It is also important to look further than 2021, at both the five-year horizon and well beyond it taking into consideration factors like the United Nations’ development goals, other global frameworks, and associated risks including the following:

  1. There will be a cost and capital impact for incorporating emerging risks and accommodating environment, social, and governance (ESG) mandates. Are these risks in and of themselves, or are they categorized under credit/market risk?
  2. Do we have trained manpower and/or systems to understand and dimension these new risks?
  3. How can our models accommodate long-term scenarios including natural disasters, retirement liabilities, population demographics, environmental weaknesses, and black swan events that appear on a frequent basis?

It seems that no organization will be insulated from having to confront these issues. We are all being forced to handle global shocks; no event is isolated to just one part of the globe or one industry anymore. The phenomenon of internationalism brings with it a certain safety and spreading of risk, but also means more exposure for every corner of the globe and all organizations. Ideally, digitalization technology will enable increased functionality while decreasing the resources required to effectively manage these risks and grow business.

AxiomSL’s Capabilities Take The Stage

At the beginning of this blog we asked:
How can organizations fine tune their capital-liquidity-risk systems and processes to more flexibly accommodate flocks of swans and not just isolated fly-ins?
On its ControllerView® single platform for data management, analytics, and reporting, AxiomSL provides a holistic framework and seamless workflow process that enable organizations to manage capital-liquidity-risk challenges, foresee the impacts of evolving stress testing scenarios, and make appropriate, data-driven decisions. As illustrated here through the lens of its liquidity ecosystem, the liquidity stress testing and forecasting framework is integral to the overall capital-liquidity-risk architecture.

On the same platform where firms can manage high volumes of data for end-to-end calculations and reporting, they can also incorporate data and calculations into a framework that includes scenario definition, scenario application, and dashboards for regulatory and internal scenario analysis and management.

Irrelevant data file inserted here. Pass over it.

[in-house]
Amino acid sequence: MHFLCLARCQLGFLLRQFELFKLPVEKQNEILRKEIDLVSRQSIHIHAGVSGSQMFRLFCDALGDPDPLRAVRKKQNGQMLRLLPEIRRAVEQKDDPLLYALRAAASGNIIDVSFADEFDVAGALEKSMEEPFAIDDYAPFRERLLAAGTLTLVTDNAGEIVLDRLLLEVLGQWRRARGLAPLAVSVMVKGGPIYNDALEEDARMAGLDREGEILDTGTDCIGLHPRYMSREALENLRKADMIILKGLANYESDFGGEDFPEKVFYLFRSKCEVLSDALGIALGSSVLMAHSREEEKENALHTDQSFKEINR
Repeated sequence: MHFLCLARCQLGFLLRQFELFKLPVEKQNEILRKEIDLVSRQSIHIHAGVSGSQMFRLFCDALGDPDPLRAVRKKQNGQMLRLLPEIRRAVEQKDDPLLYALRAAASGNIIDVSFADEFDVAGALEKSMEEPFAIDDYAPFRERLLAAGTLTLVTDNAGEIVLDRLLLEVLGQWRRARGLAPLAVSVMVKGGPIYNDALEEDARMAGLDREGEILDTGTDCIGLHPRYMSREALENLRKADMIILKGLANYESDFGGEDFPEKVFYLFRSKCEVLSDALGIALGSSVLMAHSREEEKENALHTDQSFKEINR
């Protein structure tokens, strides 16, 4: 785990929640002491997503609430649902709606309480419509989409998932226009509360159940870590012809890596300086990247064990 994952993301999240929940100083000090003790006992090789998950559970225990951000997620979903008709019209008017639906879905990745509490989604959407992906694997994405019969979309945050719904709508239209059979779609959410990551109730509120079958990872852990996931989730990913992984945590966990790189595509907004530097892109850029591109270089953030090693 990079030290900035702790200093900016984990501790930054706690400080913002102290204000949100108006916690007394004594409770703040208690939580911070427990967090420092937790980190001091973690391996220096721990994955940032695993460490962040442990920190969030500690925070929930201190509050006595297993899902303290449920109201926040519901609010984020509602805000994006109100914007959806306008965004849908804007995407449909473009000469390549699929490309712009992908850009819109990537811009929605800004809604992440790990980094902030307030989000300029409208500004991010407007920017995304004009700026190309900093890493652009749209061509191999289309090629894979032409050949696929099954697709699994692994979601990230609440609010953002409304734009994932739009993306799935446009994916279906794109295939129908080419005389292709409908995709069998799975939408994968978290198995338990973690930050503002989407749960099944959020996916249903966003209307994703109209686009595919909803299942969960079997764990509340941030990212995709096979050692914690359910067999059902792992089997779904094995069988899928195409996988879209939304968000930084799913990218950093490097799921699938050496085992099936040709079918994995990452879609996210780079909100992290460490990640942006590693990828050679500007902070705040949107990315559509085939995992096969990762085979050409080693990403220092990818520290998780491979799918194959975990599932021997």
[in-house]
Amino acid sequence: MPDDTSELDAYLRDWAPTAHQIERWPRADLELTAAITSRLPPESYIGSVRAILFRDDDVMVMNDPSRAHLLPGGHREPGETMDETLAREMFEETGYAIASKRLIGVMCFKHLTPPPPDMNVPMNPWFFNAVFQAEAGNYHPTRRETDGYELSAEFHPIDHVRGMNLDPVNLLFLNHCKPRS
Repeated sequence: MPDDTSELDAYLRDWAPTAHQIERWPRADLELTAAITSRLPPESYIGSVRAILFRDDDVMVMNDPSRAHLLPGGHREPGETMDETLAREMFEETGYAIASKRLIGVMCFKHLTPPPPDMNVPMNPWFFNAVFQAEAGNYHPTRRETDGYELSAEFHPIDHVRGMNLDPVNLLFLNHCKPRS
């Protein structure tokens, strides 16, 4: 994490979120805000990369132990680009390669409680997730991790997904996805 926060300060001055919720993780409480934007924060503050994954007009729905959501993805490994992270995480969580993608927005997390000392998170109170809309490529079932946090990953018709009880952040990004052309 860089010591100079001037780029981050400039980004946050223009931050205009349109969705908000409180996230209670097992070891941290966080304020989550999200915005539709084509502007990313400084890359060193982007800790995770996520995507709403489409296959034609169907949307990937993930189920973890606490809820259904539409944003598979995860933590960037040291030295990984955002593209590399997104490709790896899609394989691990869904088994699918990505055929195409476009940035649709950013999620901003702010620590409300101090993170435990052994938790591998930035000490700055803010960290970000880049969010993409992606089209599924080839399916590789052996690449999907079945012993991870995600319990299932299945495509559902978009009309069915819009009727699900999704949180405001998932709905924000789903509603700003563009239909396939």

For example, to apply liquidity stress testing scenarios utilizing the stress definition and applicator functionalities, firms can automate the extraction baseline data sets iteratively with the solution’s data dictionary to build stressed data sets for the scenarios they define, as shown in the below diagram. All of this can be done leveraging a simple user interface built on ControllerView’s powerful data management capabilities. By feeding this revised data into standardized solutions including the platform’s LCR and capital calculation modules or other bespoke analytics engines, they can quickly and efficiently view stressed result sets alongside baselines and other stress scenarios. This enables organizations to efficiently comply with their ILAAP and ICAAP requirements as well.

We explore the ballet of liquidity risk stress testing scenarios and why big data is good, but ‘small’ data is better

With access to AxiomSL’s integrated stress testing capabilities, senior management gains both bird’s eye and granular views of their organizations’ capital-liquidity-risk management that they can leverage in 2021. Regardless of what type and how many swans arrive, they will be better prepared.

What Happens At The End Of Swan Lake?

When he wrote his famous Swan Lake ballet in the 19th century, Piotr Tchaikovsky offered two different endings – effectively providing two different dramatic scenarios for directors to choose from based on the ‘risk appetites’ of their audiences. However, knowing which real life stress scenarios to choose may not be determined by financial institutions, but rather by the swans themselves.

As we all move into a brave new world of evolving stress testing scenarios, decisions made now will contribute to building future-proofed processes and enhancing business growth. Financial institutions that can leverage robust data, risk, and regulatory reporting processes to meet Basel requirements – including ICAAP/ILAAP – are more resilient in times of crisis. This kind of resilience includes managing both the current crisis and any future ornithological unknowns.

To learn more about capital-liquidity-risk evolving stress testing scenarios, check out our full series: Strengthening Stress Testing Processes In 2021 And Beyond: Is The Sun Setting On 2020’s Black Swan Event Or Should We Expect An Incoming Flock?